THE skater who today speeds rapidly over the smooth surface of the ice probably has no idea that our ancestors many thousand years ago also knew the art of continuous moving on the ice by means of ones own power, and yet it is so; as the discoveries which are exposed in the Maerkischen Museum and in the Volker Museum in Berlin, and also in many foreign collections, testify to the practice of skating in the olden times.
BONE SKATE DUG UP IN MOORFIELDS, LONDON.
Skating can only be recognized from the moment when skates, or at least their blades or runners, were made of metal and so sharpened as to make it possible to strike off from the edge. The first skates of this kind were made in the fourteenth century. They were found amongst the Dutch and the Frisians, and from those peoples were introduced, first into Great Britain and afterwards into Scandinavia and Germany. The first improvements in skates were made in Holland, where the inhabitants had to travel long distances on the canals by the quickest and most agreeable method. The skate was developed first for racing, although the long flat curve, which is the fundamental principle of the modern racing skate, originated in Holland, where even to this day this kind of skating is called Hollaendern. Also the first practical method of fastening on came from the Netherlands. While in other countries, during many centuries, the old method of fastening by means of straps buckled crosswise predominated, a method impeding the circulation of the blood, the Dutch attached their long, low skates by means of straps, one passing over the front part of the foot and the other over the instep, thus giving the necessary rigidity, without pressing painfully upon the foot itself.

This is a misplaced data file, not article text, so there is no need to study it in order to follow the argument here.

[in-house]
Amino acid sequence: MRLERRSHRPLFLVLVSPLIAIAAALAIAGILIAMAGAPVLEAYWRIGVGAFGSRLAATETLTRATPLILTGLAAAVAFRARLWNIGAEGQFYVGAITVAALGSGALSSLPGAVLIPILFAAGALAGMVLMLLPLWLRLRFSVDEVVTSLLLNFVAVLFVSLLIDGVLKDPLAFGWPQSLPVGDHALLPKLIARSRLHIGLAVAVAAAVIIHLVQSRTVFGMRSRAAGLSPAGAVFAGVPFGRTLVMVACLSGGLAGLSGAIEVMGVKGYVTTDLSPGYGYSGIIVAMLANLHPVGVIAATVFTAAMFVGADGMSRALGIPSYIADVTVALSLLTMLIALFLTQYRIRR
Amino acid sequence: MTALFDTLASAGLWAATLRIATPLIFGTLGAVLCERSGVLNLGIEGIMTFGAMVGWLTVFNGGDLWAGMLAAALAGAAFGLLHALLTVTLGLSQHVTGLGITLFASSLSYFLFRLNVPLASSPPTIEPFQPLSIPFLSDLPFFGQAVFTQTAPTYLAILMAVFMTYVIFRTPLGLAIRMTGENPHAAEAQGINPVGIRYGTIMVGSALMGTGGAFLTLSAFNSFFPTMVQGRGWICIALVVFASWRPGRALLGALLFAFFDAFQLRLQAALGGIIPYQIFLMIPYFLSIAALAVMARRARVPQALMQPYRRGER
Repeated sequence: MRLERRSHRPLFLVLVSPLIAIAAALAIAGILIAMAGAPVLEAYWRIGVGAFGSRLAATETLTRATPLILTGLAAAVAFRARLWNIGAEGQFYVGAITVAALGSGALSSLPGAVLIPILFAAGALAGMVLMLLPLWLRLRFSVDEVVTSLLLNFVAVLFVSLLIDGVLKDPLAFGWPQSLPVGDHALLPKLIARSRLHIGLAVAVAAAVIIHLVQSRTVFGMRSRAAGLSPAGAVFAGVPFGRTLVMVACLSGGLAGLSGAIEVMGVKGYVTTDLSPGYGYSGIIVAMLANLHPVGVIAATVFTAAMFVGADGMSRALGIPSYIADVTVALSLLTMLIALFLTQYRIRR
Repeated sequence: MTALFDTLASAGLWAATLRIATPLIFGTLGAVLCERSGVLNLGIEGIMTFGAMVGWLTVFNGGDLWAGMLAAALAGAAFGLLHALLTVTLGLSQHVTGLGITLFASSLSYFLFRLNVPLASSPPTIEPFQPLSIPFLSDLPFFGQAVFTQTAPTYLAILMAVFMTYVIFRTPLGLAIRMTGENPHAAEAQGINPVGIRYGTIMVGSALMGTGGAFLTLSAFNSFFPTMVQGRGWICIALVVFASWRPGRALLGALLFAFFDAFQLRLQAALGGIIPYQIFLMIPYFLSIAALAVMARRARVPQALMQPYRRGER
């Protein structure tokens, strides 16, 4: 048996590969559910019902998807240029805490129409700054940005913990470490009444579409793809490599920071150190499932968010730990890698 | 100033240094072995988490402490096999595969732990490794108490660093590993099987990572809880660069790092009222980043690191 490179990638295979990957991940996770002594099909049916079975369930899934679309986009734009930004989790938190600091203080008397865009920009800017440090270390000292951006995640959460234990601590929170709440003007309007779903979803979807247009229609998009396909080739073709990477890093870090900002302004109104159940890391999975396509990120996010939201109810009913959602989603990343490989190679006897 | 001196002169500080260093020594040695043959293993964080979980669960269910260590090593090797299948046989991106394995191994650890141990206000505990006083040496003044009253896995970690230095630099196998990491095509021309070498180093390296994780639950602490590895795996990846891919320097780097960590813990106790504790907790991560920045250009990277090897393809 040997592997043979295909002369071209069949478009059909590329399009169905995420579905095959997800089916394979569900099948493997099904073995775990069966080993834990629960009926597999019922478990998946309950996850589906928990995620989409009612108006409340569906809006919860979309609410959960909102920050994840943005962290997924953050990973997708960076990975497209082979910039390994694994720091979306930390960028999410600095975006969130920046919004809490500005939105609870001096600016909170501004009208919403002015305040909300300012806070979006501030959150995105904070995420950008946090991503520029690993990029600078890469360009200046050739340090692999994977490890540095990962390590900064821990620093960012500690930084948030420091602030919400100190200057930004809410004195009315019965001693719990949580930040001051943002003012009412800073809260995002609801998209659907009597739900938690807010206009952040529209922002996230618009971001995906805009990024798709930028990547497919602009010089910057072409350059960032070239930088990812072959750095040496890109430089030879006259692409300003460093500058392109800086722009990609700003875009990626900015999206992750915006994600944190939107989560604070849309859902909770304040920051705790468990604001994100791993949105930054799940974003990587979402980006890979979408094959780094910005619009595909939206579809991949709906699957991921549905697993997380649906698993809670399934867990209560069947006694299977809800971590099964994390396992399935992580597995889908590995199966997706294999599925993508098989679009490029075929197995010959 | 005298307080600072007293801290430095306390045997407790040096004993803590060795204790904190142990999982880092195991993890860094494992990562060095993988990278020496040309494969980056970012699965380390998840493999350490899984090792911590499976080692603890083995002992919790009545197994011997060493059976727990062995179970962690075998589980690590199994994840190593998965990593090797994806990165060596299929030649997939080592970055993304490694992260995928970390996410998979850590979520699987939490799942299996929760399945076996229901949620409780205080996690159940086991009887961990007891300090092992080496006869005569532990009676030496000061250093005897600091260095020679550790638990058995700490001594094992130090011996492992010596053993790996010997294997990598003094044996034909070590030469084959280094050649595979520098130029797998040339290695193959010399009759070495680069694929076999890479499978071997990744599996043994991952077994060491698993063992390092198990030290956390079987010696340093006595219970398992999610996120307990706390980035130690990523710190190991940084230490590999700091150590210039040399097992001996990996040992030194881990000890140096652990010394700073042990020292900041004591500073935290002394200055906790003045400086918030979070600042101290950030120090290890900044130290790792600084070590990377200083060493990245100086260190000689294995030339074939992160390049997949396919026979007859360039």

EARLY BLADE SKATE, XVIIth CENTURY
During the fourteenth and up to the middle of the nineteenth century the skate was comprised of a wooden sole to which was attached, in earlier days, a runner of bronze or iron, and in later days of steel. In the course of the last four centuries the shape of the wooden sole and also of the blade has changed, principally in the length and shape of the runner. The wooden sole was once covered with leather at the heel. However, it is not necessary to dwell upon these small modifications, as they are not really alterations in the form of the skate itself, but only minor improvements.
The oldest skate on earth may be the horse-bone, which Herr Geheimrat Friedel recently exhibited at a meeting of the Brandenburgia Union. This horse-bone dates from the oldest Bronze Age, and the polished flatness undoubtedly shows that it had been used at one time as a skate. In the middle of the last century, in lake-dwellings of the stone period, bones of that kind were found which must have been fastened to leather sandals. There are two kinds of these skate bones of the Stone Age; the first was not pierced, and one must suppose that the skater stood on the bone whilst he moved himself forward by the aid of a staff. Skates of the other kind were pierced by several holes and were fastened on to the foot and leg with straps.